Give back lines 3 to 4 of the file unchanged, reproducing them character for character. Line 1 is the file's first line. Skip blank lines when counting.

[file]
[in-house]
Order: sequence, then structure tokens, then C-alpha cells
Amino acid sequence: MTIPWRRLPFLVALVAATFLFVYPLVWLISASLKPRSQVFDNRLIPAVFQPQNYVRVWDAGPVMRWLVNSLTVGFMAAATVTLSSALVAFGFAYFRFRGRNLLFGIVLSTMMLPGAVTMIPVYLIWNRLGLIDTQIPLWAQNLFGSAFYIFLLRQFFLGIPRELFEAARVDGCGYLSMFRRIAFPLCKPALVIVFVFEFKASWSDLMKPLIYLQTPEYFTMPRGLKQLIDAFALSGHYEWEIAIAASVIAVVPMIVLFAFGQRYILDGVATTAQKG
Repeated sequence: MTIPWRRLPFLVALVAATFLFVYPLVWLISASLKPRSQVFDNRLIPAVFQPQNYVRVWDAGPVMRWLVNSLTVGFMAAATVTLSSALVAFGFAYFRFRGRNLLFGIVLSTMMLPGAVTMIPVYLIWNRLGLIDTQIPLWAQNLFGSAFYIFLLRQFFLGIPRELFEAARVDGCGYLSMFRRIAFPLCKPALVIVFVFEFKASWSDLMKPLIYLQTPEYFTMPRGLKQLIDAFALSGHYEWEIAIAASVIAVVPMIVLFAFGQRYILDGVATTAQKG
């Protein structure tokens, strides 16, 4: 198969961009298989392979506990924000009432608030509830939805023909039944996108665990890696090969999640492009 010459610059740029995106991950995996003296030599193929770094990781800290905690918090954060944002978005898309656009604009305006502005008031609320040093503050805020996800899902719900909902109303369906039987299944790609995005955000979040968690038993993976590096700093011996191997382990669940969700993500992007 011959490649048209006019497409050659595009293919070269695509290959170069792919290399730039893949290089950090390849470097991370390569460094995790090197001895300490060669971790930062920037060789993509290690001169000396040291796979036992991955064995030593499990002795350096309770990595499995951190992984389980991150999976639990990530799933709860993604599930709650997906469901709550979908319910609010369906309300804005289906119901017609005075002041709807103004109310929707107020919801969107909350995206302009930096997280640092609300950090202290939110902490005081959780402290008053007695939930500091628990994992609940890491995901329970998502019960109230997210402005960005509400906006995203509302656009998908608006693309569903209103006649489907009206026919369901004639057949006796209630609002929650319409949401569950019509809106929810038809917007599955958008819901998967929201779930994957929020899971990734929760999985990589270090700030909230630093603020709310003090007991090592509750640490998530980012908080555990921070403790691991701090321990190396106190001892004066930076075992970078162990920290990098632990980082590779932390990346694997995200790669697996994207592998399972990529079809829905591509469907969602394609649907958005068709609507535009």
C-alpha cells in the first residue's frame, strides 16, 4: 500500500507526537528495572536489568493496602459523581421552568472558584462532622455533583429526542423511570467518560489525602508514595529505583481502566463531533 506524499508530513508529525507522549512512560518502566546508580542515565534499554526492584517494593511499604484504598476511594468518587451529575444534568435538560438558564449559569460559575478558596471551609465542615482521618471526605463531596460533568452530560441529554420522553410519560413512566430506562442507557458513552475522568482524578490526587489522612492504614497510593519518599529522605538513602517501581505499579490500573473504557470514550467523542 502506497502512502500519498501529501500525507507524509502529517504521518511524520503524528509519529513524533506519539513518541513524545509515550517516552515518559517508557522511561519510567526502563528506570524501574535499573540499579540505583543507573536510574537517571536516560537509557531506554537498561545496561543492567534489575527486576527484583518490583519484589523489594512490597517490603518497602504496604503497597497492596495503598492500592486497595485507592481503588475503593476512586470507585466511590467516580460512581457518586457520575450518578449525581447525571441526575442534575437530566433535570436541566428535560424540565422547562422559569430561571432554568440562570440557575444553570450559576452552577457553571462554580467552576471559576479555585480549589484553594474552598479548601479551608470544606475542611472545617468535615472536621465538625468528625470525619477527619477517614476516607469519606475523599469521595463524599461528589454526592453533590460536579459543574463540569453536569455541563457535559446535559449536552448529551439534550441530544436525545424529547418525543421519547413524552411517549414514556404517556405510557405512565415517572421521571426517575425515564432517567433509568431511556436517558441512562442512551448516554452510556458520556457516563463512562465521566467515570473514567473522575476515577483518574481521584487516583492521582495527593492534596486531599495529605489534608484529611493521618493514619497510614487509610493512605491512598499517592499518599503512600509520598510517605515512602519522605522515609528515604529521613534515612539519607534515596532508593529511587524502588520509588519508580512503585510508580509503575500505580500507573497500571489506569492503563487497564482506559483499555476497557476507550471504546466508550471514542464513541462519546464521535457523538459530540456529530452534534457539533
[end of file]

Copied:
Amino acid sequence: MTIPWRRLPFLVALVAATFLFVYPLVWLISASLKPRSQVFDNRLIPAVFQPQNYVRVWDAGPVMRWLVNSLTVGFMAAATVTLSSALVAFGFAYFRFRGRNLLFGIVLSTMMLPGAVTMIPVYLIWNRLGLIDTQIPLWAQNLFGSAFYIFLLRQFFLGIPRELFEAARVDGCGYLSMFRRIAFPLCKPALVIVFVFEFKASWSDLMKPLIYLQTPEYFTMPRGLKQLIDAFALSGHYEWEIAIAASVIAVVPMIVLFAFGQRYILDGVATTAQKG
Repeated sequence: MTIPWRRLPFLVALVAATFLFVYPLVWLISASLKPRSQVFDNRLIPAVFQPQNYVRVWDAGPVMRWLVNSLTVGFMAAATVTLSSALVAFGFAYFRFRGRNLLFGIVLSTMMLPGAVTMIPVYLIWNRLGLIDTQIPLWAQNLFGSAFYIFLLRQFFLGIPRELFEAARVDGCGYLSMFRRIAFPLCKPALVIVFVFEFKASWSDLMKPLIYLQTPEYFTMPRGLKQLIDAFALSGHYEWEIAIAASVIAVVPMIVLFAFGQRYILDGVATTAQKG